Viruses, worms, trojans and other stuff

Wednesday, October 05, 2005

Virus writers: four general types

( Virus writers belong to one of four broad groups: cyber-vandals, who can be divided into two categories, and more serious programmers, who can again be split into two groups.

Cyber vandalism - stage 1

In the past, most malware was written by young programmers: kids who just had learned to program who wanted to test their skills. Fortunately most of these programs did not spread widely - the majority of such malware died when disks were reformatted or upgraded. Viruses like these were not written with a concrete aim or a definite target, but simply for the writers to assert themselves.

Cyber vandalism - stage 2

The second largest group of contributors to malware coding were young people, usually students. They were still learning programming, but had already made a conscious decision to devote their skills to virus writing. These were people who had chosen to disrupt the computing community by committing acts of cyber hooliganism and cyber vandalism. Viruses authored by members of this group were usually extremely primitive and the code contained a large number of errors.

However, the development of the Internet provided space and new opportunities for these would-be virus writers.Numerous sites, chat rooms and other resources sprang up where anyone could learn about virus writing: by talking to experienced authors and downloading everything from tools for constructing and concealing malware to malicious program source code.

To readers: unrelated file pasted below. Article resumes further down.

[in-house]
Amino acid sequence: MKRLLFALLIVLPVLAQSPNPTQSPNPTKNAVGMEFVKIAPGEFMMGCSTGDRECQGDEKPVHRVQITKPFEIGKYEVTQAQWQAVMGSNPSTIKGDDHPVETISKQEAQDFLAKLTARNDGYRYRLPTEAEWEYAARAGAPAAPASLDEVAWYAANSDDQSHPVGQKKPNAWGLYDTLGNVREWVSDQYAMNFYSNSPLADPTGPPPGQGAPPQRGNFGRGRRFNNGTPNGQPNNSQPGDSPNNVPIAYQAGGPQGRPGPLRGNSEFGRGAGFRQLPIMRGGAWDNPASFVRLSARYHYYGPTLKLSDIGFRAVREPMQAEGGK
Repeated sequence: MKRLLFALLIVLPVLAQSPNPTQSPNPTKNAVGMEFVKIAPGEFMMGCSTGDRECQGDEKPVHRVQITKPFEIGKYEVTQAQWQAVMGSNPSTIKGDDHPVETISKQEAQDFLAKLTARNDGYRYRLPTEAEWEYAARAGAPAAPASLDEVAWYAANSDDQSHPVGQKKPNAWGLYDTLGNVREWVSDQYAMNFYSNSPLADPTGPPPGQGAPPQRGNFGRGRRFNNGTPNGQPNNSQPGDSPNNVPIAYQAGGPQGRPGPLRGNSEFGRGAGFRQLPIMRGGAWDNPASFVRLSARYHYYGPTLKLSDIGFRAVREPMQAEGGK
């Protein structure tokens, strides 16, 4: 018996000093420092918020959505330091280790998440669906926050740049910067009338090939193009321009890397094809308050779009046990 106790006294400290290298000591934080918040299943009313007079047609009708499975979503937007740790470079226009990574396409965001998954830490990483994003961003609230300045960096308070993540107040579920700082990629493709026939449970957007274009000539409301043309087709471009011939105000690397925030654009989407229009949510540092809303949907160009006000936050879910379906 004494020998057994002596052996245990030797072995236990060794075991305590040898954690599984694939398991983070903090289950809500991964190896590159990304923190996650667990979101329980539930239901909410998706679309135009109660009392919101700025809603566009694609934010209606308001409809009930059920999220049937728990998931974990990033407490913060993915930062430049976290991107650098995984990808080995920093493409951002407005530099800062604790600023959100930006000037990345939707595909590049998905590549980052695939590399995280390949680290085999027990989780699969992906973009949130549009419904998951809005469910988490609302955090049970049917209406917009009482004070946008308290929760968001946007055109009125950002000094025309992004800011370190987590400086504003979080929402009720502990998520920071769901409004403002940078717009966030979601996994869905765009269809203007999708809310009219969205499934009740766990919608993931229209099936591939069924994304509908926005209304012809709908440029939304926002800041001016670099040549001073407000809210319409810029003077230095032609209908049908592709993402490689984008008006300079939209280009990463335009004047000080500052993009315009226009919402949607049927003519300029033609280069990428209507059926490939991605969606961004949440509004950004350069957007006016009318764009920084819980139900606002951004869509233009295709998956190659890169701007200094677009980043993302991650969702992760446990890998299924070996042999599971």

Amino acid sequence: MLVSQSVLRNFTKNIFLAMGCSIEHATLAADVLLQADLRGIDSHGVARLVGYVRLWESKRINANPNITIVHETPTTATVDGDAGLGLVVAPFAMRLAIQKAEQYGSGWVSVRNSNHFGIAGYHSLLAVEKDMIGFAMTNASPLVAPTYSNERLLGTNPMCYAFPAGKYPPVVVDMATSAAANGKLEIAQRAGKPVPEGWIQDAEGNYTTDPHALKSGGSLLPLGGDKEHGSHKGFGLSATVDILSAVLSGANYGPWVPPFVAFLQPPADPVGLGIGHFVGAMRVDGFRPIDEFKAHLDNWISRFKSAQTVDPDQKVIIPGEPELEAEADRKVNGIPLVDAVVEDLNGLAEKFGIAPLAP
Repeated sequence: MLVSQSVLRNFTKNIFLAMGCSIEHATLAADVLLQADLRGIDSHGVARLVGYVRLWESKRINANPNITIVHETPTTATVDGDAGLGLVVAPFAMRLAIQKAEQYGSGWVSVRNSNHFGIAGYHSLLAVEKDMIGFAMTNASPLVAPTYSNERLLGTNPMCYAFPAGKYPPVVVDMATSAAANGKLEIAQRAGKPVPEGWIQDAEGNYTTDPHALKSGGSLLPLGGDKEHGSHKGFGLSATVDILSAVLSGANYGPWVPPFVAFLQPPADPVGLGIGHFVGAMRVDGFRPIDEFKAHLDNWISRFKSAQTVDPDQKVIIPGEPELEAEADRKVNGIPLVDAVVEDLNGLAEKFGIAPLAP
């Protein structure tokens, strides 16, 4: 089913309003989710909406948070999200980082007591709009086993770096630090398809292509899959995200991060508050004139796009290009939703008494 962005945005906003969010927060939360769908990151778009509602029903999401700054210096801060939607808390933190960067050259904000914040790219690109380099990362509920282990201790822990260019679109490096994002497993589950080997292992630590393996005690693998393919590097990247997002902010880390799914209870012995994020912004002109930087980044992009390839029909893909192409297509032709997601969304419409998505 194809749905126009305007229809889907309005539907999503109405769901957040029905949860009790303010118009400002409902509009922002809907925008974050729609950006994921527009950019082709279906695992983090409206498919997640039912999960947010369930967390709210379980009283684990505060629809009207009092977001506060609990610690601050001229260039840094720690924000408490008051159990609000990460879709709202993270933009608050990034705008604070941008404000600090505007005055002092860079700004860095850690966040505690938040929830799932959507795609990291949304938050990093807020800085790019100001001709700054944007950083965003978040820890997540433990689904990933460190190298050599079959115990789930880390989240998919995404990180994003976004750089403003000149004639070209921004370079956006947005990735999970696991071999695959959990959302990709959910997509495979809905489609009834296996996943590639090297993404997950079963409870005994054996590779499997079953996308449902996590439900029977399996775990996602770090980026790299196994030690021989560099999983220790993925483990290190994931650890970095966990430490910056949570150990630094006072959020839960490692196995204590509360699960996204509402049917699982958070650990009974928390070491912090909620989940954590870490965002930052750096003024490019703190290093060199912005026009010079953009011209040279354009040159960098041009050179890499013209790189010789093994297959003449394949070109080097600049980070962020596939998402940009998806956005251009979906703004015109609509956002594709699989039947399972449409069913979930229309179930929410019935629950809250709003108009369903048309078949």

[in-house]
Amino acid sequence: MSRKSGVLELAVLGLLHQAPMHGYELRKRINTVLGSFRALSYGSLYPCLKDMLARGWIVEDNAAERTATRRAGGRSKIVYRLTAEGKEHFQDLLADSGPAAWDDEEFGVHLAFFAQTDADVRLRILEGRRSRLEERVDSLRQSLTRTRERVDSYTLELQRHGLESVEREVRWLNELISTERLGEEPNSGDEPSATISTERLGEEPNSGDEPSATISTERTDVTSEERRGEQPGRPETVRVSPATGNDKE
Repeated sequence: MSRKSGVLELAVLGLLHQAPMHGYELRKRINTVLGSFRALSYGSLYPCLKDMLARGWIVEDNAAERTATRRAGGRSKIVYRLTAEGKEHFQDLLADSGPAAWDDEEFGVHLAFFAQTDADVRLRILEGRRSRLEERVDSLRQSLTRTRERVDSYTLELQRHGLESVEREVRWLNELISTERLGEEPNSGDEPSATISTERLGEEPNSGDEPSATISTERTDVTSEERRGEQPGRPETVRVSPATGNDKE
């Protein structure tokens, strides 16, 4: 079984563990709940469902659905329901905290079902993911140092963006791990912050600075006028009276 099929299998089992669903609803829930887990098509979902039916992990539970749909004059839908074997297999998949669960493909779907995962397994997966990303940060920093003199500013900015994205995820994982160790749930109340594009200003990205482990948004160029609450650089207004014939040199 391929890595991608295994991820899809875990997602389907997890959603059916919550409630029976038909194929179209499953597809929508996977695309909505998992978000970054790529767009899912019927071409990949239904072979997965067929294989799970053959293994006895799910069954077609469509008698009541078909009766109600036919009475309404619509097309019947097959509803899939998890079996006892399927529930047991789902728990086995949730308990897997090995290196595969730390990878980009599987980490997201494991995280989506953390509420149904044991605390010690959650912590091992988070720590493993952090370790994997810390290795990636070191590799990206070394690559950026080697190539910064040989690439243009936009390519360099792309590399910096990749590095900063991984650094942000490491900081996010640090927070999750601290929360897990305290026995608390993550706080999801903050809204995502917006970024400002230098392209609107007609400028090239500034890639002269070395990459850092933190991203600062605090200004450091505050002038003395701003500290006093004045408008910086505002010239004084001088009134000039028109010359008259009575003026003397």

Professional virus writers

And then these 'script kiddies' grew up. Unfortunately, some of them did not grow out of virus writing. Instead, they looked for commercial applications for their dubious talents. This group remains the most secretive and dangerous section of the computer underground: they have created a network of professional and talented programmers who are very serious about writing and spreading viruses.

Professional virus writers often write innovative code designed to penetrate computers and networks; they research software and hardware vulnerabilities and use social engineering in original ways to ensure that their malicious creations will not only survive, but also spread widely.

Virus researchers: the 'proof-of-concept' malware authors

The fourth and smallest group of virus writers is rather unusual. These virus writers call themselves researchers, and they are often talented programmers who devote their skills to developing new methods for penetrating and infecting systems, fooling antivirus programs and so forth. They are usually among the first to penetrate new operating systems and hardware. Nevertheless, these virus writers are not writing viruses for money, but for research purposes. They usually do not spread the source code of their 'proof of concept viruses', but do actively discuss their innovations on Internet resources devoted to virus writing.

All of this may sound innocent or even beneficial. However, a virus remains a virus and research into new threats should be conducted by people devoted to curing the disease, not by amateurs who take no responsibility for the results of their research. Many proof of concept viruses can turn into serious threats once the professional virus writers gain access to them, since virus writing is a source of income for this group.


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